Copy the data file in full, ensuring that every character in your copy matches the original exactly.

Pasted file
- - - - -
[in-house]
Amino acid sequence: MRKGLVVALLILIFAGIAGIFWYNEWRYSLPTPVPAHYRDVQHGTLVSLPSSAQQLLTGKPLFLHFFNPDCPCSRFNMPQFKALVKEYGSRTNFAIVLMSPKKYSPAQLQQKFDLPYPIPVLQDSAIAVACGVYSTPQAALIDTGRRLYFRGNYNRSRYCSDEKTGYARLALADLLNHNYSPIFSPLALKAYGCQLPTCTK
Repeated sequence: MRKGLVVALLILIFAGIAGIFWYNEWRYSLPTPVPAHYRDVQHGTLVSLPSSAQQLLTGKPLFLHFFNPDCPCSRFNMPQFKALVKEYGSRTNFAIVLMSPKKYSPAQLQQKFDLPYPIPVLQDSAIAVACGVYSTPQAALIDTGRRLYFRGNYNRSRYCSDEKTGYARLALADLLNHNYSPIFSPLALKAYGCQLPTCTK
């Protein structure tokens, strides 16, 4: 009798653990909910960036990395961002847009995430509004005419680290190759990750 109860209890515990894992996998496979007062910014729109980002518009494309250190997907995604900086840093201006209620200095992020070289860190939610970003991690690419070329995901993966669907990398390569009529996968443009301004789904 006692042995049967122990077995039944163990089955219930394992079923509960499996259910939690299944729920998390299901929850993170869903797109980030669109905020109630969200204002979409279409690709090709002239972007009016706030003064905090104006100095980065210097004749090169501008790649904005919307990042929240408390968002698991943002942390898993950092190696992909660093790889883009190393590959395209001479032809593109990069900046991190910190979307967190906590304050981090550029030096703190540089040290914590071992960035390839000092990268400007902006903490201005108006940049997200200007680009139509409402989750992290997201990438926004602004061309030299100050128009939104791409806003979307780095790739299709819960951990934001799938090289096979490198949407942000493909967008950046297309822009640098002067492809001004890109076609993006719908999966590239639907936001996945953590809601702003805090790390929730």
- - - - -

[in-house]
Amino acid sequence: MRKGLVVALLILIFAGIAGIFWYNEWRYSLPTPVPAHYRDVQHGTLVSLPSSAQQLLTGKPLFLHFFNPDCPCSRFNMPQFKALVKEYGSRTNFAIVLMSPKKYSPAQLQQKFDLPYPIPVLQDSAIAVACGVYSTPQAALIDTGRRLYFRGNYNRSRYCSDEKTGYARLALADLLNHNYSPIFSPLALKAYGCQLPTCTK
Repeated sequence: MRKGLVVALLILIFAGIAGIFWYNEWRYSLPTPVPAHYRDVQHGTLVSLPSSAQQLLTGKPLFLHFFNPDCPCSRFNMPQFKALVKEYGSRTNFAIVLMSPKKYSPAQLQQKFDLPYPIPVLQDSAIAVACGVYSTPQAALIDTGRRLYFRGNYNRSRYCSDEKTGYARLALADLLNHNYSPIFSPLALKAYGCQLPTCTK
């Protein structure tokens, strides 16, 4: 009798653990909910960036990395961002847009995430509004005419680290190759990750 109860209890515990894992996998496979007062910014729109980002518009494309250190997907995604900086840093201006209620200095992020070289860190939610970003991690690419070329995901993966669907990398390569009529996968443009301004789904 006692042995049967122990077995039944163990089955219930394992079923509960499996259910939690299944729920998390299901929850993170869903797109980030669109905020109630969200204002979409279409690709090709002239972007009016706030003064905090104006100095980065210097004749090169501008790649904005919307990042929240408390968002698991943002942390898993950092190696992909660093790889883009190393590959395209001479032809593109990069900046991190910190979307967190906590304050981090550029030096703190540089040290914590071992960035390839000092990268400007902006903490201005108006940049997200200007680009139509409402989750992290997201990438926004602004061309030299100050128009939104791409806003979307780095790739299709819960951990934001799938090289096979490198949407942000493909967008950046297309822009640098002067492809001004890109076609993006719908999966590239639907936001996945953590809601702003805090790390929730």